Hospital unaffected by U.S. troop withdrawal plan

By June 27, 2011

Afghanistan (MNN) – With the
announcement of a U.S. troop drawdown over the next 15 months, there's now a
jostle for power in Afghanistan.

Politicians and military
officials are scrambling to be ready for the reins by the time the surge troops
are gone. Peace talks are underway with
Taliban members while the fragility of the nation hangs in the balance.

The
CURE International team with a 110-bed maternal health and surgical hospital in Kabul is
taking the announcement in stride. Spokesman Joel Worrall says, "From our perspective, U.S. troops on the
ground have been extremely useful and effective. We've had a number of security threats and governmental
challenges over
the time that we've been there–over those six years. The fact that there's been a U.S. presence in the country has been a
benefit for CURE International."

However, Worrall notes that their
staff is not naïve. "When we first took
over the hospital, doing a full security threat analysis was one of the top
priorities." Six years later, despite
concerns over a turbulent transition, their
team has no plans to leave. "We've never had a direct threat on the hospital
itself, but because of where we are in Kabul, there have been circumstances
where insurgent activity has affected us."

Worrall adds that it's always prudent
to have plans in place should an emergency arise. "We
have staff on board and have particular protocols that we implement throughout
the hospital to keep the doctors and the patients and the families that are at
our hospital safe."

At this point, "We're just
praying that God allows us to fulfill our commitment to the Afghan people, and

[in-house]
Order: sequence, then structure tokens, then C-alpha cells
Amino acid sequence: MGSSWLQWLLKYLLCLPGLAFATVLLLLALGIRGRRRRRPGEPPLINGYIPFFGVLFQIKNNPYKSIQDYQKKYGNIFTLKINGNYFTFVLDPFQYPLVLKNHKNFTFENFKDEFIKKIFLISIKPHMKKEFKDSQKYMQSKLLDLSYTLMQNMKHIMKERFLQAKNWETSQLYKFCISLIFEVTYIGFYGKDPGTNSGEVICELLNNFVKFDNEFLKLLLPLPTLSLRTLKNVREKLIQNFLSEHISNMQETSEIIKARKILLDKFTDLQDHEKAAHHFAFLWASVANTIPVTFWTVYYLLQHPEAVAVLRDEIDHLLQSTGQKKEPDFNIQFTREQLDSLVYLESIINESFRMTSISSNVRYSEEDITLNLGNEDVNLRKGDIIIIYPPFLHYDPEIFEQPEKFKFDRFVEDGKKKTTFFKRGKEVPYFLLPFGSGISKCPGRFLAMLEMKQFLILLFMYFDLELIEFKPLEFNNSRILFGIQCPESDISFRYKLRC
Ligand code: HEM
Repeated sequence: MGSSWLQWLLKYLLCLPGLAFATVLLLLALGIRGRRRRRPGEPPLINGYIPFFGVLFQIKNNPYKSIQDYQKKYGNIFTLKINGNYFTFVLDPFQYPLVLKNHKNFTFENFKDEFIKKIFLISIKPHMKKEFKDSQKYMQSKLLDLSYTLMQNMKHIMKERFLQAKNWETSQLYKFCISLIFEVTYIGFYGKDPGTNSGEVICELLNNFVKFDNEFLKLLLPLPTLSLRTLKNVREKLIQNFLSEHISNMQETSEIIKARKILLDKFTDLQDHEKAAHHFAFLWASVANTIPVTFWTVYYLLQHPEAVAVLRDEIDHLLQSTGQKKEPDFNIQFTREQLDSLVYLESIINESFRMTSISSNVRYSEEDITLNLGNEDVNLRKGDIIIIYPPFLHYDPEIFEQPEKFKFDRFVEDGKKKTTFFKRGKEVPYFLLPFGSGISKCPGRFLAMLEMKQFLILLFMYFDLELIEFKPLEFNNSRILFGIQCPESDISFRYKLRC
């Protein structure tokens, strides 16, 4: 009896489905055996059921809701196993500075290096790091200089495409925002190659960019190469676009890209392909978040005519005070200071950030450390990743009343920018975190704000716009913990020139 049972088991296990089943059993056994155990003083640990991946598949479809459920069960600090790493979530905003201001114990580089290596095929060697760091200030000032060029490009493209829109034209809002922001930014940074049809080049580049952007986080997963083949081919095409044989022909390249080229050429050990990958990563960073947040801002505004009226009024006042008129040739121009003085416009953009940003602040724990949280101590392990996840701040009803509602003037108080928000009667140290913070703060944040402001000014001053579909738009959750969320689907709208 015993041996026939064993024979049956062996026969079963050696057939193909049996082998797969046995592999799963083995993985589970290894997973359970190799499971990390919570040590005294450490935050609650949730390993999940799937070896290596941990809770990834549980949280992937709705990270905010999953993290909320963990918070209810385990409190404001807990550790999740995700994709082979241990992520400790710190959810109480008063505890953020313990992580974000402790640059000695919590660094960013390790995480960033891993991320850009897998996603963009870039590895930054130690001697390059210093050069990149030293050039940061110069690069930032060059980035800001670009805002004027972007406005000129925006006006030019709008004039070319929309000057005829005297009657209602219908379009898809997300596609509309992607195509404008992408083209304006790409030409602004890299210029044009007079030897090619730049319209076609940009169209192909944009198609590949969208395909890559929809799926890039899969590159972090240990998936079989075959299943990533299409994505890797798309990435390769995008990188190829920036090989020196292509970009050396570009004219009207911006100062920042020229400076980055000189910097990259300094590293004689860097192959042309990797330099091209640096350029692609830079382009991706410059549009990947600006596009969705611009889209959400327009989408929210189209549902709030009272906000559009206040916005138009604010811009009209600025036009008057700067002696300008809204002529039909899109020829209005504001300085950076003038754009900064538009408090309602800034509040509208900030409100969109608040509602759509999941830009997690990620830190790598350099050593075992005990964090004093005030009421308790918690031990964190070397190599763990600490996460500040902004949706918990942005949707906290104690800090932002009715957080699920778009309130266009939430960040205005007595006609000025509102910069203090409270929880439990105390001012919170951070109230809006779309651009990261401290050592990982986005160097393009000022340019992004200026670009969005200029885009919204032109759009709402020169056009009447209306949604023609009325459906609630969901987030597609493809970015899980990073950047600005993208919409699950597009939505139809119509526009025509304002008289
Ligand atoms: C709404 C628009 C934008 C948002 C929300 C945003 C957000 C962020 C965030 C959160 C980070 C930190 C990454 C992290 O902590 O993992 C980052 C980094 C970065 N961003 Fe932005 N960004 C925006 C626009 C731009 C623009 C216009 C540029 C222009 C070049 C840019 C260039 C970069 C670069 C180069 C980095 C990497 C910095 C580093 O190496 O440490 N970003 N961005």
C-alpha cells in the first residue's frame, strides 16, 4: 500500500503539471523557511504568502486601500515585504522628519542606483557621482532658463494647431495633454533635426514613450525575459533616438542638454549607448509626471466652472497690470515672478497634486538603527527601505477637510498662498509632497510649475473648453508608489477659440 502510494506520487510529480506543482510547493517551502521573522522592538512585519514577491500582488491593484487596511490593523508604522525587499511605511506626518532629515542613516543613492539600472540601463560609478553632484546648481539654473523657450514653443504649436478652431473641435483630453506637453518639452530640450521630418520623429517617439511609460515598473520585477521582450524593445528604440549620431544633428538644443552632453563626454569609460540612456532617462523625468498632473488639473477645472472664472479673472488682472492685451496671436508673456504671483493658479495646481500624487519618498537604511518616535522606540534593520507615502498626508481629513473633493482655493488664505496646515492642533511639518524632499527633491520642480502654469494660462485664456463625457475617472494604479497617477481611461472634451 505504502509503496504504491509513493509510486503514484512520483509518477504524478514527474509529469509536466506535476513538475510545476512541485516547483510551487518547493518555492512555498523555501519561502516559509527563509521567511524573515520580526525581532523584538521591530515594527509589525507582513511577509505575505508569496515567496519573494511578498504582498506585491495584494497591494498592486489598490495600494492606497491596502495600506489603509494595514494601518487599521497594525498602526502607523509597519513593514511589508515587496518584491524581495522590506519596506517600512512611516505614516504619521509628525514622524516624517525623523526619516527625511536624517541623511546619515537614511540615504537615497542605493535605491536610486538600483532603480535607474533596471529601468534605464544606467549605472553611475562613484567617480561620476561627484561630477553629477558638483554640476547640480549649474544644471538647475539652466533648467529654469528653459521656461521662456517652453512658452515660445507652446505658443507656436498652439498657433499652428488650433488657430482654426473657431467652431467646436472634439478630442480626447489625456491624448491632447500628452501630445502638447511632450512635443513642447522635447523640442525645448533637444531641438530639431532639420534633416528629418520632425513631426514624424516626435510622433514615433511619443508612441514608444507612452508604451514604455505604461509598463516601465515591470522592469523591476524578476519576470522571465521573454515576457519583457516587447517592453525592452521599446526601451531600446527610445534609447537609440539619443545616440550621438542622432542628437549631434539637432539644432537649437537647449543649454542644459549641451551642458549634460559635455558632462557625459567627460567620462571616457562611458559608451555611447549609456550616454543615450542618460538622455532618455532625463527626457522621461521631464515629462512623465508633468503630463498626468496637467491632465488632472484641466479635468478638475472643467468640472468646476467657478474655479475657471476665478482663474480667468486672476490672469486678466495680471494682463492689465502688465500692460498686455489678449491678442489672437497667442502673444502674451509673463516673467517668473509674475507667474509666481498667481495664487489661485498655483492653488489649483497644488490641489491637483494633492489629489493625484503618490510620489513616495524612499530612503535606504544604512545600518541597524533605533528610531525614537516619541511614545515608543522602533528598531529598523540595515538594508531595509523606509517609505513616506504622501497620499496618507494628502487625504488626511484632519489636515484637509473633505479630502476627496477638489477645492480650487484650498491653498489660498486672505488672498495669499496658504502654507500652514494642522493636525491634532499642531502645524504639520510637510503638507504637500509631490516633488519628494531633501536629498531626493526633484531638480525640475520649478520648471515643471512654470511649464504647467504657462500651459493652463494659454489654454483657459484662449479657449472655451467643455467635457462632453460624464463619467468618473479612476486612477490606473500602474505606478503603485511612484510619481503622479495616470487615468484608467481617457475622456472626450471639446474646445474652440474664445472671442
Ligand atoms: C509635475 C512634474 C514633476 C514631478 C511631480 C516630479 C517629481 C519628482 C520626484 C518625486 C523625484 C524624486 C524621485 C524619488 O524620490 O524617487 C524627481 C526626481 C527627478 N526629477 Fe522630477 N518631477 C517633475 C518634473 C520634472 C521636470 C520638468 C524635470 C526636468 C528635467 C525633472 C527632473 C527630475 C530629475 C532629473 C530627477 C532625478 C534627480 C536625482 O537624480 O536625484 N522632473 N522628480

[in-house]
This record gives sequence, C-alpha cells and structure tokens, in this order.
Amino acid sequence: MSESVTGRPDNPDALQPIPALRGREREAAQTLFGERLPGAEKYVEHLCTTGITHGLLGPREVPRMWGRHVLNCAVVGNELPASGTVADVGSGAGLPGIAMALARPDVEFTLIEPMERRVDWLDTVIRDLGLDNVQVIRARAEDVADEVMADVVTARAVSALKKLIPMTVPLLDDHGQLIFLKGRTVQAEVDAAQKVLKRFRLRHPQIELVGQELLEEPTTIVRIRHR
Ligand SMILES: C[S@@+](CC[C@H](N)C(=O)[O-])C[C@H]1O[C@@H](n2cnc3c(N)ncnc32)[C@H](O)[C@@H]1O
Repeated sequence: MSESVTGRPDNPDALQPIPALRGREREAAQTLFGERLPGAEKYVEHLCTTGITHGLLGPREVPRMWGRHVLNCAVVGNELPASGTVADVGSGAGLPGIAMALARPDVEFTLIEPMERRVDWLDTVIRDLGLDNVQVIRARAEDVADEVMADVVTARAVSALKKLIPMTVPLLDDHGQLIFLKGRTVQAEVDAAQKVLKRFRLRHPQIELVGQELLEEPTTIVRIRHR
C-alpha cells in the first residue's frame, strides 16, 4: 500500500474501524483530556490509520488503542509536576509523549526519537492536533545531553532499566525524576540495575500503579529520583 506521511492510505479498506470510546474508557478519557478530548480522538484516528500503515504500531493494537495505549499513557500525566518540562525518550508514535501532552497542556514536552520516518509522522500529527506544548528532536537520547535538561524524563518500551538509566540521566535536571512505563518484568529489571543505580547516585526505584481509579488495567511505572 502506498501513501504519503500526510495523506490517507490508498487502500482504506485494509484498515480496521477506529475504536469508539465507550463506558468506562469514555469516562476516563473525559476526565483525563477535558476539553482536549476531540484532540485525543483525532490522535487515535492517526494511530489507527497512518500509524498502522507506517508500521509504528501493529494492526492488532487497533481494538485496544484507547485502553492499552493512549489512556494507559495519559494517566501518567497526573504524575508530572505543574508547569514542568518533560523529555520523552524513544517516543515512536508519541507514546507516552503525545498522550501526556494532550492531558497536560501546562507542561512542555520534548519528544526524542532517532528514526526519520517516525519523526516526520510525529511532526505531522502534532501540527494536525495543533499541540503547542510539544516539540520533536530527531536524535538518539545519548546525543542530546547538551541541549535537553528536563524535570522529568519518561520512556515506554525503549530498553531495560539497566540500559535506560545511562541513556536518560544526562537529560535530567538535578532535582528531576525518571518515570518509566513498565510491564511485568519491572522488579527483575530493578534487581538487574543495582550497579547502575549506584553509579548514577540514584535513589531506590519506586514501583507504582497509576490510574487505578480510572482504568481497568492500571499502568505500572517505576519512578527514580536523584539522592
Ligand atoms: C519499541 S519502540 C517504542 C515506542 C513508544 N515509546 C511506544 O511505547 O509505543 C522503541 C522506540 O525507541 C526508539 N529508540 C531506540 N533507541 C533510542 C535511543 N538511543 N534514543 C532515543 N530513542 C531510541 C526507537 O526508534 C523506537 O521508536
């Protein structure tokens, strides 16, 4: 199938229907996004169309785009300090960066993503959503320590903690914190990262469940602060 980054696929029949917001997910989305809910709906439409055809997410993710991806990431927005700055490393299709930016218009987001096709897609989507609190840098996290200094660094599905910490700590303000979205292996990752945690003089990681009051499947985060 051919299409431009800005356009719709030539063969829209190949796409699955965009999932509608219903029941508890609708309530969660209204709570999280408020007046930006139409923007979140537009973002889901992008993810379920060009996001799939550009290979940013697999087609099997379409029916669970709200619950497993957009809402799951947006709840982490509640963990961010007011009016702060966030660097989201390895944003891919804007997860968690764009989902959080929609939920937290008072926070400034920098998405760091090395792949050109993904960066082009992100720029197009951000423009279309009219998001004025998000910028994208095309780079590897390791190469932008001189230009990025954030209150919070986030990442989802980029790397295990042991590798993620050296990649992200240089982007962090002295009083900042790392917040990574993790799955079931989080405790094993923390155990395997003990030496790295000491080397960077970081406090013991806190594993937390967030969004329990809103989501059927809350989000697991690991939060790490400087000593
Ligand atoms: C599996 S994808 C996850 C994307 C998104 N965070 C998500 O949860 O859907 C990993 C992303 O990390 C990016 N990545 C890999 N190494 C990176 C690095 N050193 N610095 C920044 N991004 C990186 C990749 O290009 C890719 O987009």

that as this troop drawdown occurs, peace continues to be the order of the
day," says Worrall.    

Today, CURE International
Hospital of Kabul is considered one of the leading medical institutions in
Afghanistan. Worrall says the hospital
represents many things to many people. "We're a ministry of presence. We're
there representing Jesus Christ in a country that's going through an awful lot
of turmoil."

"We're known as a Christian
presence in that country, but we have tremendous relations not only with the
locals, but also with the Muslim population," Worrall says, adding that besides providing
care, the hospital also offers training
programs for doctors and nurses. Programs
include obstetrics and gynecology, pathology, orthopedic surgery, general
surgery, plastic surgery, as well as general practice.

Commitment keeps the outreach
moving forward. "The people need the
care that we're providing. We're there offering that because of what we
believe to be true about who God is," explains Worrall. For
the nation of Afghanistan, it is a source of hope in a time of uncertainty. "Pray for the safety of our doctors and
nurses, and for our patients. Pray for continued stability."

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